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Walking and cycling to school : predictors of increases among children and adolescents

journal contribution
posted on 01.03.2009, 00:00 authored by Clare Hume, Anna TimperioAnna Timperio, Jo SalmonJo Salmon, Alison Carver, B Giles-Corti, David CrawfordDavid Crawford
Background
Little is known about what happens to active commuting as children get older, and less is known about influences on changes in this behavior. This study examined predictors of increases in children's and adolescents' active commuting (walking or cycling) to/from school over a 2-year period.
Methods
Participants were initially recruited and assessed in 2001. Follow-up data were collected in 2004 and 2006 and analyzed in 2008. Participants were 121 children (aged 9.1±0.34 years in 2004) and 188 adolescents (aged 14.5±0.65 years in 2004) from Melbourne, Australia. Parents and adolescents reported their perceptions of individual-level factors and of the neighborhood social and physical environment. Weekly active commuting (walking or cycling) to/from school, ranging from 0 to 10 trips/week was also proxy- or self-reported at the initial measurement and again 2 years later. Logistic regression analyses examined predictors of increases in active commuting over time.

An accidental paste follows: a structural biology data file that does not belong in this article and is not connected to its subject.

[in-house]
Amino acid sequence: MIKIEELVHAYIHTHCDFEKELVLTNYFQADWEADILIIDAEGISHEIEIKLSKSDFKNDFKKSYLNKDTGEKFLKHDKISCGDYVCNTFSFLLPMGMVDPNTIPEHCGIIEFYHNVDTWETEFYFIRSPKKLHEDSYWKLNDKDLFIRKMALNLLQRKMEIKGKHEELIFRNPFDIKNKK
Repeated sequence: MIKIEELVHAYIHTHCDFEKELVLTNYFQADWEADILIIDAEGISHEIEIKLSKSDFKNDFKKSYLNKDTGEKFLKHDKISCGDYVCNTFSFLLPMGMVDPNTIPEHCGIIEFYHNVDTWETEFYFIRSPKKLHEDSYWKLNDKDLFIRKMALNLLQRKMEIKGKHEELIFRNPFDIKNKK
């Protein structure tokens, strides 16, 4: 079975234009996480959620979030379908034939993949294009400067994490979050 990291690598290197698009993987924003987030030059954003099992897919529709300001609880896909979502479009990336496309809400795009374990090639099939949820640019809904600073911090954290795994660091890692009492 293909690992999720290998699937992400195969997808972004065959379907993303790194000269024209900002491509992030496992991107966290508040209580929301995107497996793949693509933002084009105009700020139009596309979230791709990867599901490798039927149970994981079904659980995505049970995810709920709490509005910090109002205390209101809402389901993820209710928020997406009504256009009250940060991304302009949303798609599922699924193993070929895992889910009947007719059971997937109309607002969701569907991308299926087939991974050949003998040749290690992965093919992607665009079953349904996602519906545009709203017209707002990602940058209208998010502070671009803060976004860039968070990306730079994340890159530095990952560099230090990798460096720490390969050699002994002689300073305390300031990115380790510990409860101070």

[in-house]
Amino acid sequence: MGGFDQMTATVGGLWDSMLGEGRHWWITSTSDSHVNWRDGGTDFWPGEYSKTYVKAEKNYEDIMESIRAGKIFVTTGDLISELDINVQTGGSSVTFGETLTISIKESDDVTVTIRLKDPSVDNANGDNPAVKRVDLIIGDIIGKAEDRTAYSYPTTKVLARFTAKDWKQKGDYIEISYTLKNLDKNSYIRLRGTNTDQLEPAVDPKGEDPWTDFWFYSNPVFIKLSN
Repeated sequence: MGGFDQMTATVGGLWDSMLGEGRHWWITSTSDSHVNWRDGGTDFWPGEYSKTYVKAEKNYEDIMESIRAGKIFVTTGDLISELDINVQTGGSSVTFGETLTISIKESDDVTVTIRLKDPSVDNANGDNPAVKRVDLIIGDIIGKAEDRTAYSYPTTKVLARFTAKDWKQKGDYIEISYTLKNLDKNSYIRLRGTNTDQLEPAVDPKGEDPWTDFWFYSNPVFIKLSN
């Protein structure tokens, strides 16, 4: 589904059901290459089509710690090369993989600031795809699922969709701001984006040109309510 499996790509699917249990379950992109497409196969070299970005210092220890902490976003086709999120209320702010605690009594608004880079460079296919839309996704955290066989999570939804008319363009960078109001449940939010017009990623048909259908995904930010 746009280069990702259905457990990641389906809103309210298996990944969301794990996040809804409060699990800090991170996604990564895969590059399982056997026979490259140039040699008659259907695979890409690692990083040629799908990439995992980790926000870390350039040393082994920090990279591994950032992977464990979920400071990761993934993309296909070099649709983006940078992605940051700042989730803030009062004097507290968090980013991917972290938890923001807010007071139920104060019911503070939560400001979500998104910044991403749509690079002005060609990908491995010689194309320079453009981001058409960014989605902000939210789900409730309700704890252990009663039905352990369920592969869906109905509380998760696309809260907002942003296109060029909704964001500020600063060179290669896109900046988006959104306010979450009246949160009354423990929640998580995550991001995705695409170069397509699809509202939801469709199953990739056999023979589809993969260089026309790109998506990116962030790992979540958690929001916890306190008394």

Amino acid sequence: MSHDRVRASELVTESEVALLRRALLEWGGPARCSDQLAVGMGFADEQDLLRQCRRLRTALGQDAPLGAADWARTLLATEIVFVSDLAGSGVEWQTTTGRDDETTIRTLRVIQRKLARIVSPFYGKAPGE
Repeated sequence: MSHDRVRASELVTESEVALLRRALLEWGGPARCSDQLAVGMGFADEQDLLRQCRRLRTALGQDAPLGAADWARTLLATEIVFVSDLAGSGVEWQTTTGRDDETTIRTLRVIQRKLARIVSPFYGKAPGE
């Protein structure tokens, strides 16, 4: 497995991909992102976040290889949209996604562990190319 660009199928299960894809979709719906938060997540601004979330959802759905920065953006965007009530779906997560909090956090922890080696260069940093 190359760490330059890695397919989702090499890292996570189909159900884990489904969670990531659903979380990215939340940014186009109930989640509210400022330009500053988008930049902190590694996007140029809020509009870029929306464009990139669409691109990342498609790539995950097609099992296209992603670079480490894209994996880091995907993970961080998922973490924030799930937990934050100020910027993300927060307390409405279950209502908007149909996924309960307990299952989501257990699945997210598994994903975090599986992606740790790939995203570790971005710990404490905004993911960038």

Results
Children whose parents knew many people in their neighborhood were more likely to increase their active commuting (OR=2.6; CI=1.2, 5.9; p=0.02) compared with other children. Adolescents whose parents perceived there to be insufficient traffic lights and pedestrian crossings in their neighborhood were less likely to increase their active commuting over 2 years (OR=0.4; CI=0.2, 0.8; p=0.01), whereas adolescents of parents who were satisfied with the number of pedestrian crossings were more likely to increase their active commuting (OR=2.4; CI=1.1, 5.4; p=0.03) compared with other adolescents.
Conclusions
Social factors and physical environmental characteristics were the most important predictors of active commuting in children and adolescents, respectively.

History

Journal

American journal of preventive medicine

Volume

36

Issue

3

Pagination

195 - 200

Publisher

Elsevier

Location

[Washington, D.C.]

ISSN

0749-3797

eISSN

1873-2607

Language

eng

Publication classification

C1 Refereed article in a scholarly journal

Copyright notice

2009, American Journal of Preventive Medicine